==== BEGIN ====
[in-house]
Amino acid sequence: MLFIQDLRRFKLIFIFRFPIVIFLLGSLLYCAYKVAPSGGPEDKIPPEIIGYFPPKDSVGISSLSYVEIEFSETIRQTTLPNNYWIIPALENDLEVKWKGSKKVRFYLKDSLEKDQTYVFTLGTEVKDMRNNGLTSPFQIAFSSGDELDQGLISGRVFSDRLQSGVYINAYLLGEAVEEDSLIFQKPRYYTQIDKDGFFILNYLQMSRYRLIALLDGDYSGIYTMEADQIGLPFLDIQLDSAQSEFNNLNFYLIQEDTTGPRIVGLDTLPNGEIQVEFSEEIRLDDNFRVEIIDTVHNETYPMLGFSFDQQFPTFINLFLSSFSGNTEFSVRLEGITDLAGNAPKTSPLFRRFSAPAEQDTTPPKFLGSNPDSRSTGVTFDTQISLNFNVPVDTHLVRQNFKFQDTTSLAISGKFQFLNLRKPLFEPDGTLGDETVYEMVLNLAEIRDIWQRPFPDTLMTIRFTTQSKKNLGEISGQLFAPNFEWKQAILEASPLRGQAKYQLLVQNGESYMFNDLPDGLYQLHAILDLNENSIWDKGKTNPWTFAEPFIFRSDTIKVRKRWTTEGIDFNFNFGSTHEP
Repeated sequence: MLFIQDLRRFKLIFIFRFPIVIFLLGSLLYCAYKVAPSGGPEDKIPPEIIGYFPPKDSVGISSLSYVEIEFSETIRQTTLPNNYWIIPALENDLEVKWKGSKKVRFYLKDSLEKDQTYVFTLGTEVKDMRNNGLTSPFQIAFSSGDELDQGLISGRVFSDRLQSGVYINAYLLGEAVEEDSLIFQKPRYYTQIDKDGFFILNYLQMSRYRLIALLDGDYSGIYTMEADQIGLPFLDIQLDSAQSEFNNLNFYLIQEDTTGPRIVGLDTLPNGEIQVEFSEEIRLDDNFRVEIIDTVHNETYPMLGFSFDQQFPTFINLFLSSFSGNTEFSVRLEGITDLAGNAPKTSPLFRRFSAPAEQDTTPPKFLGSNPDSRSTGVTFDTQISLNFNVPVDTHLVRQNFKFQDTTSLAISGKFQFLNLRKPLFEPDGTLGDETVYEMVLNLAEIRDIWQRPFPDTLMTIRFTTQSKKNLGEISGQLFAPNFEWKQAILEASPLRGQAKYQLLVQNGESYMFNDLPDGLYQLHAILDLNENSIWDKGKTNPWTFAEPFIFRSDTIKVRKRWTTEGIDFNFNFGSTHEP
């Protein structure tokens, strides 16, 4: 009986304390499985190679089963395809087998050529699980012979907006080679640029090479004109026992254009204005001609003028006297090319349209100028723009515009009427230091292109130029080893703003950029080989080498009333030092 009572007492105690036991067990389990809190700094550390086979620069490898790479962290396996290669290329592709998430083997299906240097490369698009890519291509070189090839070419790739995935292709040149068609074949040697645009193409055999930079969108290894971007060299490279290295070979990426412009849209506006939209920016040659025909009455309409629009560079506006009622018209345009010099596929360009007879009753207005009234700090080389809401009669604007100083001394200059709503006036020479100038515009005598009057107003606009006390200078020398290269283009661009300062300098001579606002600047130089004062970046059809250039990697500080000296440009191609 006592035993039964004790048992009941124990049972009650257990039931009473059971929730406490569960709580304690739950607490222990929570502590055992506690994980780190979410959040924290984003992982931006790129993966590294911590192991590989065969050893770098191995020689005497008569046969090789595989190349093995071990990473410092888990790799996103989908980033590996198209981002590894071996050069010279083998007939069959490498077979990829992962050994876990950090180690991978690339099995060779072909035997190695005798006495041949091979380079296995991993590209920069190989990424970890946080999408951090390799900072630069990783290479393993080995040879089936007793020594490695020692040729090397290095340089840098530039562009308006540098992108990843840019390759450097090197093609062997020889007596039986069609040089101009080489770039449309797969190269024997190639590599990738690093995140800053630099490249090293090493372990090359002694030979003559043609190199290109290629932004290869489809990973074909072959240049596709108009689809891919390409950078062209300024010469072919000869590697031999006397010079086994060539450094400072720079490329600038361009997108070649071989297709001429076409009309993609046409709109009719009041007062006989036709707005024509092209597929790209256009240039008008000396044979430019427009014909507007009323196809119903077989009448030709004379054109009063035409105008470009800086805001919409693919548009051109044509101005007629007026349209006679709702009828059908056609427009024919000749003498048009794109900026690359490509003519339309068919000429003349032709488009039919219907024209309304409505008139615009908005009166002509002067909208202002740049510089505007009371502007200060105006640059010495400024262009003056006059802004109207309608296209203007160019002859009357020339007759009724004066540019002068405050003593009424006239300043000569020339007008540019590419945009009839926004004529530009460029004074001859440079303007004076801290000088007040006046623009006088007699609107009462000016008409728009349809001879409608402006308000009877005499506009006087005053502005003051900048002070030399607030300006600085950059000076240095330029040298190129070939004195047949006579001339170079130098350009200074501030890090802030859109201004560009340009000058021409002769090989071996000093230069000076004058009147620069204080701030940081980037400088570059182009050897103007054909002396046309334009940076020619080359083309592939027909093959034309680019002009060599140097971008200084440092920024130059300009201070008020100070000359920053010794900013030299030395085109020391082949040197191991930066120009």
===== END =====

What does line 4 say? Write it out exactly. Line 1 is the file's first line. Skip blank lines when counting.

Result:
């Protein structure tokens, strides 16, 4: 009986304390499985190679089963395809087998050529699980012979907006080679640029090479004109026992254009204005001609003028006297090319349209100028723009515009009427230091292109130029080893703003950029080989080498009333030092 009572007492105690036991067990389990809190700094550390086979620069490898790479962290396996290669290329592709998430083997299906240097490369698009890519291509070189090839070419790739995935292709040149068609074949040697645009193409055999930079969108290894971007060299490279290295070979990426412009849209506006939209920016040659025909009455309409629009560079506006009622018209345009010099596929360009007879009753207005009234700090080389809401009669604007100083001394200059709503006036020479100038515009005598009057107003606009006390200078020398290269283009661009300062300098001579606002600047130089004062970046059809250039990697500080000296440009191609 006592035993039964004790048992009941124990049972009650257990039931009473059971929730406490569960709580304690739950607490222990929570502590055992506690994980780190979410959040924290984003992982931006790129993966590294911590192991590989065969050893770098191995020689005497008569046969090789595989190349093995071990990473410092888990790799996103989908980033590996198209981002590894071996050069010279083998007939069959490498077979990829992962050994876990950090180690991978690339099995060779072909035997190695005798006495041949091979380079296995991993590209920069190989990424970890946080999408951090390799900072630069990783290479393993080995040879089936007793020594490695020692040729090397290095340089840098530039562009308006540098992108990843840019390759450097090197093609062997020889007596039986069609040089101009080489770039449309797969190269024997190639590599990738690093995140800053630099490249090293090493372990090359002694030979003559043609190199290109290629932004290869489809990973074909072959240049596709108009689809891919390409950078062209300024010469072919000869590697031999006397010079086994060539450094400072720079490329600038361009997108070649071989297709001429076409009309993609046409709109009719009041007062006989036709707005024509092209597929790209256009240039008008000396044979430019427009014909507007009323196809119903077989009448030709004379054109009063035409105008470009800086805001919409693919548009051109044509101005007629007026349209006679709702009828059908056609427009024919000749003498048009794109900026690359490509003519339309068919000429003349032709488009039919219907024209309304409505008139615009908005009166002509002067909208202002740049510089505007009371502007200060105006640059010495400024262009003056006059802004109207309608296209203007160019002859009357020339007759009724004066540019002068405050003593009424006239300043000569020339007008540019590419945009009839926004004529530009460029004074001859440079303007004076801290000088007040006046623009006088007699609107009462000016008409728009349809001879409608402006308000009877005499506009006087005053502005003051900048002070030399607030300006600085950059000076240095330029040298190129070939004195047949006579001339170079130098350009200074501030890090802030859109201004560009340009000058021409002769090989071996000093230069000076004058009147620069204080701030940081980037400088570059182009050897103007054909002396046309334009940076020619080359083309592939027909093959034309680019002009060599140097971008200084440092920024130059300009201070008020100070000359920053010794900013030299030395085109020391082949040197191991930066120009």